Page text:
What Is an Uncontested Divorce?
Getting divorced is always difficult. From a personal and emotional standpoint, it represents the parting of two people that once shared a life together. From a legal standpoint, there are often various sticking points and demands that make things tricky to negotiate.
However, some divorces are more difficult than usual. Others, meanwhile, are a little bit easier. An uncontested divorce is an example of the latter.
If you’re considering filing for divorce or are currently going through a divorce, and you’re wondering what your options are, legally, then you need to read this guide. Read on for a breakdown of uncontested divorce from a Mount Pleasant Lawyer well versed in the subject.
The Inner Workings of a South Carolina Divorce
In the state of South Carolina, like many other states, there are two types of divorce one can have. Contested and uncontested.
South Carolina allows five legal grounds for divorce. These are the adultery, habitual drunkenness, physical cruelty, or abandonment of one party in the marriage, as well as no-fault divorce.
In the case of a contested divorce, there needs to be a divorce action when one spouse files a Summons and Complaint. This states the grounds on which they wish to be divorced from the other spouse.
A contested divorce is a common means of securing legal separation from a spouse. Uncontested divorce, on the other hand, works a little differently.
How Does Uncontested Divorce Work?
So, how exactly does an uncontested divorce differ from a contested divorce? In a contested divorce, one party is filing an action against the other. This is because one of the parties object to some part of the divorce itself or the terms it sets out.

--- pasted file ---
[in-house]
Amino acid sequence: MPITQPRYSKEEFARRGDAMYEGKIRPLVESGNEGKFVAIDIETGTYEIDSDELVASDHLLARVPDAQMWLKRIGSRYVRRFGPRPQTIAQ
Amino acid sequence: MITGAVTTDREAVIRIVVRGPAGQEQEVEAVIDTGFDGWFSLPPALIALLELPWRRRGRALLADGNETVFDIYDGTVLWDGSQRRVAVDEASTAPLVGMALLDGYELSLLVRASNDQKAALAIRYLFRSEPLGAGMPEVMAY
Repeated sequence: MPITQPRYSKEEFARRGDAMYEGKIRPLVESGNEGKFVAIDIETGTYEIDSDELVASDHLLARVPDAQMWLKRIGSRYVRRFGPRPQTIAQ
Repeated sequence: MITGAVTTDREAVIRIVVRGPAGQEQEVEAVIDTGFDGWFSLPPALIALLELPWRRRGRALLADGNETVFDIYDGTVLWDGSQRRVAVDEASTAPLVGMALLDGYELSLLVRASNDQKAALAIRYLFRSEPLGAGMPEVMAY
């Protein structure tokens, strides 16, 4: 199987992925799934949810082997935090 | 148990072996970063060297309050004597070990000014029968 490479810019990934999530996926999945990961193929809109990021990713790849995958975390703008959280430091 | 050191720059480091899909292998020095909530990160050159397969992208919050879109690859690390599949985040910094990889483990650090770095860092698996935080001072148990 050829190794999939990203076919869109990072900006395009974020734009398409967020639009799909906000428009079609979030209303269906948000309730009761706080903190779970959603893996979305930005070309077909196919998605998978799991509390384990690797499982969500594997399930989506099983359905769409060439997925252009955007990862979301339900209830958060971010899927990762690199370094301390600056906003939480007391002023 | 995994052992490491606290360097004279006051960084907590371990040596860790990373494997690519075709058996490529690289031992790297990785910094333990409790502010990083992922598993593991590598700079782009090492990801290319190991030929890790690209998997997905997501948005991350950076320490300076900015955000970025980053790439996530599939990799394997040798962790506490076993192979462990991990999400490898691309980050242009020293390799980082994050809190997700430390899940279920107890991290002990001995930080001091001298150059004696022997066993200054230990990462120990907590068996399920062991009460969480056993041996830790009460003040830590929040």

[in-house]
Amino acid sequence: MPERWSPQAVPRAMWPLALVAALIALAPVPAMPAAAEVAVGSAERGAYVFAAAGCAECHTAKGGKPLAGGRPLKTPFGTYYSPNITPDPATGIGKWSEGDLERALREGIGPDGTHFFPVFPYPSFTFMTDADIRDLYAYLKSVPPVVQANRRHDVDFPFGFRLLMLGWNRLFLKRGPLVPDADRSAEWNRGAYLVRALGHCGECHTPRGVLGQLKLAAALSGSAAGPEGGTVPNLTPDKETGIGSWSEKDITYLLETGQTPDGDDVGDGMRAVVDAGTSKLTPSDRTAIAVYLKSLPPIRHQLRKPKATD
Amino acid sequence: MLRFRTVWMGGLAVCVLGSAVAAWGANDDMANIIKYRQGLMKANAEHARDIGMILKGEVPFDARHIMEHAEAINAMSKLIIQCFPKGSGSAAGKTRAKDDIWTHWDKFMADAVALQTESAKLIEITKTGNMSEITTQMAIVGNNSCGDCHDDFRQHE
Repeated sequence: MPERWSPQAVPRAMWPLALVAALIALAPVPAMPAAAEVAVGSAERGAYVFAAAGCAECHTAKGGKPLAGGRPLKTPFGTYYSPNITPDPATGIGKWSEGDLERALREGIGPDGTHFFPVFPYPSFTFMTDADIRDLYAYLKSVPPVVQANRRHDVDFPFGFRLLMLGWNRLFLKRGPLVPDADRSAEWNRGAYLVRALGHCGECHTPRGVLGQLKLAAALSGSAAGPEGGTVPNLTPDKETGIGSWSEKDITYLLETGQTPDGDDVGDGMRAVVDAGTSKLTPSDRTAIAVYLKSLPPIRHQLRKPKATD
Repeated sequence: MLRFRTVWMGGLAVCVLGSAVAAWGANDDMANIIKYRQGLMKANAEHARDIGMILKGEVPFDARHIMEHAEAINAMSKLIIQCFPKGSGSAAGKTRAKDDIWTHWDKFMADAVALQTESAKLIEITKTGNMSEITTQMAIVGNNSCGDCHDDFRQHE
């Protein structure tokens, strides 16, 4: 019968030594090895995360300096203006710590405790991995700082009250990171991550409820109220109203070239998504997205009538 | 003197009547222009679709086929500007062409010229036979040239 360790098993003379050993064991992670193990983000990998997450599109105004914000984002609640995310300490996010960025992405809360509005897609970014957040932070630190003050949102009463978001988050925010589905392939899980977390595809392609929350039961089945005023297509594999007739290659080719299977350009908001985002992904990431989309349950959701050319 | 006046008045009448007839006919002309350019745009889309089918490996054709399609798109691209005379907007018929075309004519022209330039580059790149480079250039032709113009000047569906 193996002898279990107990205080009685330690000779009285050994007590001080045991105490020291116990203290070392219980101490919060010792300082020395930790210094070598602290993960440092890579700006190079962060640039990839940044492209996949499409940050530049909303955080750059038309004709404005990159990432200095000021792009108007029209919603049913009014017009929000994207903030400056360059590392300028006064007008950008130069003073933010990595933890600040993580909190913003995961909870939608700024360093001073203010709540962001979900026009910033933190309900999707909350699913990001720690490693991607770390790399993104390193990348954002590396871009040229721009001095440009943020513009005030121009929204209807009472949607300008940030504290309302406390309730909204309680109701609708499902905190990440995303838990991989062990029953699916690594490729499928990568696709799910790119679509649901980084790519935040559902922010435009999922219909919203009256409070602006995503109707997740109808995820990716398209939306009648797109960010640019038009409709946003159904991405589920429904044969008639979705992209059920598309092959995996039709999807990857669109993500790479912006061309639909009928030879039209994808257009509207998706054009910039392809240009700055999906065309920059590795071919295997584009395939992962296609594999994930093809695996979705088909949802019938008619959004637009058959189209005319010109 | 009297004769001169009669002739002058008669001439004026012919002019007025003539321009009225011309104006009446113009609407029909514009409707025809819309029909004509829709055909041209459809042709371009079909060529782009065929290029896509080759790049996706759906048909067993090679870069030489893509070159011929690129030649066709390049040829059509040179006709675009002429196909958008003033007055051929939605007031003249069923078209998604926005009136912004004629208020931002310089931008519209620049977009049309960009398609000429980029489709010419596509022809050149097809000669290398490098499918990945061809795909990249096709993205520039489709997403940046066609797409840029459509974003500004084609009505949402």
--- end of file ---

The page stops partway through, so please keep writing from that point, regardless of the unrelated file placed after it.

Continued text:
With an uncontested divorce, also known as a “simple” divorce, both parties agree on the basics of divorce. They’ll need to have reached a consensus on important details such as the division of property and alimony and, if there are children involved, custody and child support. Each party will still need their own divorce attorneys to represent them.
There are certain terms the spouses must satisfy in order to obtain an uncontested divorce. Both parties must have lived in South Carolina for at least three months before you filed for divorce, As well as this, the spouses must have lived apart from each other for at least one year.
Advantages of Uncontested Divorce
There are many reasons a couple would choose to proceed with an uncontested divorce. It’s usually a much easier, quicker, and less expensive process than other types of divorce. This is why it’s often referred to as simple divorce.
Divorce can take an emotional toll on a person, and this shouldn’t be underestimated when deciding what route you want to take. Monetary considerations as well as how drawn out the divorce process can be are also important things to consider.
Choose the Route That’s Right for You
Whether you choose to move forward with a contested or uncontested divorce, you need to make sure you’ve explored all your options and weighed up the pros and cons of each. No matter what route you choose, we’re here for you. Get in touch today to speak with a Mount Pleasant Lawyer experienced in all aspects of family law.